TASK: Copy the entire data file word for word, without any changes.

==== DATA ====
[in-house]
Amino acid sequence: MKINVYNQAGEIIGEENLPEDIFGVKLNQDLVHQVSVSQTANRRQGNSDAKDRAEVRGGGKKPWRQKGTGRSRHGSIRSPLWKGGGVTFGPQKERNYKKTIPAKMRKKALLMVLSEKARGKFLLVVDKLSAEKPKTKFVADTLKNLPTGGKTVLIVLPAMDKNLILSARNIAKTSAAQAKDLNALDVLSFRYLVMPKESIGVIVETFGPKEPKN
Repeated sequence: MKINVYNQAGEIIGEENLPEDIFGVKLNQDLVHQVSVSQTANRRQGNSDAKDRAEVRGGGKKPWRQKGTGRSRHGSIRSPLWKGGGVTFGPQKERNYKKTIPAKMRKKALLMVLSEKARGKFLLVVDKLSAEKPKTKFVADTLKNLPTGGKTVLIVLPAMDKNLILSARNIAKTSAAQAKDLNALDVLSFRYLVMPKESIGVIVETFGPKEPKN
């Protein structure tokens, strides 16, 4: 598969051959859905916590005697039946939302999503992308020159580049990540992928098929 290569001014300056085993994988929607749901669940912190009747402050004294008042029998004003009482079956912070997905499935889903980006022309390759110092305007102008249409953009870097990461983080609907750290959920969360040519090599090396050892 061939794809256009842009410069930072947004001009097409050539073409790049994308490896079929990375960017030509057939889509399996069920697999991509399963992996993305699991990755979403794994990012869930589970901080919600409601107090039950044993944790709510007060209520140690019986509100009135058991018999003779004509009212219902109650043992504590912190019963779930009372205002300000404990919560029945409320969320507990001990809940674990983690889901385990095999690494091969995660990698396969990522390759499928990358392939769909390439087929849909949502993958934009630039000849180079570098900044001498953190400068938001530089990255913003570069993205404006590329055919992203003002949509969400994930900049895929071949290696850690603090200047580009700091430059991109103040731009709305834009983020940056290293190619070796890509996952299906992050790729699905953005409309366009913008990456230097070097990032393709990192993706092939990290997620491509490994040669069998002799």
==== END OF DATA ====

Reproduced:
[in-house]
Amino acid sequence: MKINVYNQAGEIIGEENLPEDIFGVKLNQDLVHQVSVSQTANRRQGNSDAKDRAEVRGGGKKPWRQKGTGRSRHGSIRSPLWKGGGVTFGPQKERNYKKTIPAKMRKKALLMVLSEKARGKFLLVVDKLSAEKPKTKFVADTLKNLPTGGKTVLIVLPAMDKNLILSARNIAKTSAAQAKDLNALDVLSFRYLVMPKESIGVIVETFGPKEPKN
Repeated sequence: MKINVYNQAGEIIGEENLPEDIFGVKLNQDLVHQVSVSQTANRRQGNSDAKDRAEVRGGGKKPWRQKGTGRSRHGSIRSPLWKGGGVTFGPQKERNYKKTIPAKMRKKALLMVLSEKARGKFLLVVDKLSAEKPKTKFVADTLKNLPTGGKTVLIVLPAMDKNLILSARNIAKTSAAQAKDLNALDVLSFRYLVMPKESIGVIVETFGPKEPKN
């Protein structure tokens, strides 16, 4: 598969051959859905916590005697039946939302999503992308020159580049990540992928098929 290569001014300056085993994988929607749901669940912190009747402050004294008042029998004003009482079956912070997905499935889903980006022309390759110092305007102008249409953009870097990461983080609907750290959920969360040519090599090396050892 061939794809256009842009410069930072947004001009097409050539073409790049994308490896079929990375960017030509057939889509399996069920697999991509399963992996993305699991990755979403794994990012869930589970901080919600409601107090039950044993944790709510007060209520140690019986509100009135058991018999003779004509009212219902109650043992504590912190019963779930009372205002300000404990919560029945409320969320507990001990809940674990983690889901385990095999690494091969995660990698396969990522390759499928990358392939769909390439087929849909949502993958934009630039000849180079570098900044001498953190400068938001530089990255913003570069993205404006590329055919992203003002949509969400994930900049895929071949290696850690603090200047580009700091430059991109103040731009709305834009983020940056290293190619070796890509996952299906992050790729699905953005409309366009913008990456230097070097990032393709990192993706092939990290997620491509490994040669069998002799």